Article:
Carla Johnson: The Phenomenal Woman Shaping the Future of Marketing

Carla Johnson helps marketers become storytellers. She works with companies to develop frameworks and build teams to tell better stories in order to develop deep relationships with customers and employees, create delightful experiences for audiences, and generate top-line revenue.

Her clients include Motorola Solutions, Dell, Emerson, VMware, Western Union, American Express, the U.S. Army Corps of Engineers, and other corporate, government, and nonprofit organizations.

Named one of the top 20 most influential content marketers, one of the top 25 business-to-business marketers, and one of the top 50 women in marketing, Carla is the co-author of Experiences: The 7th Era of Marketing, which teaches marketers how to develop, manage, and lead the creation of valuable experiences for their organizations.

She also serves as the Vice President of Thought Leadership on the Board of Directors for the Business Marketing Association, an instructor for the Content Marketing Institute and the Association for National Advertisers, is a frequent speaker, and writes about creativity and innovation, the power of brand storytelling, and customer experience for the Content Marketing Institute, Chief Content Officer magazine, CMSwire, and other media outlets.

Follow her on Twitter: @carlajohnson.

How did you start out as a marketer?

I started out as an electrical engineering major and, after a few years, decided that I preferred to spend more time with people and less time studying on weekends.

I have an undergraduate degree in business and history and a master’s degree in history.

It’s this odd combination that has helped me the most in marketing.

Plus, writing has always come naturally to me. I got my first job in marketing with an architecture firm because I understood the technical side of things and could tell a story that made sense to nontechnical people.

I loved the work, loved telling stories, and loved bringing work in.

Looking back, what was your hardest struggle when it came to delivering results?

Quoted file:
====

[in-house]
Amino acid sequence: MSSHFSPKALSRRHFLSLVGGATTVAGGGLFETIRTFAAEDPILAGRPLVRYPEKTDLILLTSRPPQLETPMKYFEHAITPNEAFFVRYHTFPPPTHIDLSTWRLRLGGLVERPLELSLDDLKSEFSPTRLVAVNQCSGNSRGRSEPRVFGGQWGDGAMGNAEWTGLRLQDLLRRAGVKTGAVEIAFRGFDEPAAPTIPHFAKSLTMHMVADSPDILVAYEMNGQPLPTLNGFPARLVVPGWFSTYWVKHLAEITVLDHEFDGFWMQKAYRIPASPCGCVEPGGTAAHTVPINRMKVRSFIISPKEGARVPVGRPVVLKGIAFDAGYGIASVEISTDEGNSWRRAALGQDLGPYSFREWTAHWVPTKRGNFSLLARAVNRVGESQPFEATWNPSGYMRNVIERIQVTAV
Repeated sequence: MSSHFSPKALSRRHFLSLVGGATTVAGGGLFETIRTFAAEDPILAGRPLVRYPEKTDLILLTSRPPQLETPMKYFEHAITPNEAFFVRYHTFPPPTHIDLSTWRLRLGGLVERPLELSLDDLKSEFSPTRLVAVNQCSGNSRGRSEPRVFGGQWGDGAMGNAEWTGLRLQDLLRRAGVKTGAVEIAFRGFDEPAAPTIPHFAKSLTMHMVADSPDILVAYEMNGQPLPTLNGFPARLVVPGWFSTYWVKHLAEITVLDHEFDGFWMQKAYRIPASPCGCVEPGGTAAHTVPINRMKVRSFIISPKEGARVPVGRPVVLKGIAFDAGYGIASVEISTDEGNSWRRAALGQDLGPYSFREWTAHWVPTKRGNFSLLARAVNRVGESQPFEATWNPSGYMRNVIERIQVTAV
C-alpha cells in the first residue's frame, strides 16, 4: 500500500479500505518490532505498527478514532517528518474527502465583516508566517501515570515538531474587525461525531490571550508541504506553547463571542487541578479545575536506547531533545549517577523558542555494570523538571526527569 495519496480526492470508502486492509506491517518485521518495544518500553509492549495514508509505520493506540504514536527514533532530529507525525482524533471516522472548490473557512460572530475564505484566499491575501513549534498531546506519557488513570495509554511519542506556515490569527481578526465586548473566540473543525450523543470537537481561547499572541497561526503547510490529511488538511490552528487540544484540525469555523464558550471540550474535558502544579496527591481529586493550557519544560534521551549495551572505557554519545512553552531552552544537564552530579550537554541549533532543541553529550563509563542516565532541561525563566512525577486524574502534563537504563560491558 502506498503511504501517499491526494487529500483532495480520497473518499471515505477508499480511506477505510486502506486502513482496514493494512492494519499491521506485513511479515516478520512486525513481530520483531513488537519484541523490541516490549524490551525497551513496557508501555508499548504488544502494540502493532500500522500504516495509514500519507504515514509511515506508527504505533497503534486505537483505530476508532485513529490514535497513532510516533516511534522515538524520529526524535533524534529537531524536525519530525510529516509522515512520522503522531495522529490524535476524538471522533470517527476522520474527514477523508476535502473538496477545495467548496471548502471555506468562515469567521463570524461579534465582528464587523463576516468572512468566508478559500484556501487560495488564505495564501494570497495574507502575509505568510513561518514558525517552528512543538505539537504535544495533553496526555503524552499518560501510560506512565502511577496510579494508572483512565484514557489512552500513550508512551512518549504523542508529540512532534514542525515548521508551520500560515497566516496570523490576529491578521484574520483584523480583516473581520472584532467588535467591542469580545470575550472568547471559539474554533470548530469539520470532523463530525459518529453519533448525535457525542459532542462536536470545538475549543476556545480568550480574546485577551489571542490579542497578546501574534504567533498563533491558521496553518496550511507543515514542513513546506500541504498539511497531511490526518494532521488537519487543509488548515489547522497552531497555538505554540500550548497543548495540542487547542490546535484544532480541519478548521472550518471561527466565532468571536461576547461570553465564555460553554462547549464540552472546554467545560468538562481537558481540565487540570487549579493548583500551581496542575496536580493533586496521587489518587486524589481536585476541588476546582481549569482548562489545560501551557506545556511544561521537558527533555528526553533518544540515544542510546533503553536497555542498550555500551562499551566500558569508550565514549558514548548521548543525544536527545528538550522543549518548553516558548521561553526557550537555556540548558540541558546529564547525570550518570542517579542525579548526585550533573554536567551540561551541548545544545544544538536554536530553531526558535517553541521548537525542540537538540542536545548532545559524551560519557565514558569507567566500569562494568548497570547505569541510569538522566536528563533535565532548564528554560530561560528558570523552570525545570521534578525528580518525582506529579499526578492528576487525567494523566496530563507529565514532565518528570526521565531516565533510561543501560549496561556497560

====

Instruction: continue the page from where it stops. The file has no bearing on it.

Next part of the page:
Definitely educate executives on the value that marketing can bring to the table. In some companies, executives tolerate marketing so that things look “pretty.”

This has changed significantly since I started my company in 2001.

Now, executives are more open to the conversation.

But if the expectation of marketers is to deliver better or different results, then everyone needs to be willing to let marketing behave differently.

If marketing can deliver results that drive the business forward, executives care less about how they got there.

How did you get your first client back then, and what kind of service did you do for them?

When I started out, I told everyone I knew what I was doing and that I’d appreciate them either considering hiring me or sharing my name.

I sent letters to everyone I knew and let them know I was in business.

It was one of these letters that brought me my first client, for whom I wrote.

What do you find most rewarding about what you do?

The variety of people I meet and the projects on which I work

How is your typical work day structured?

We have three kids, so there’s a lot of unexpected hiccups in my day.

But ideally, I get up at 5:30, meditate or journal for 15-20 minutes, and then go to the gym.

I see one daughter off to school before I go and the other two when I get home.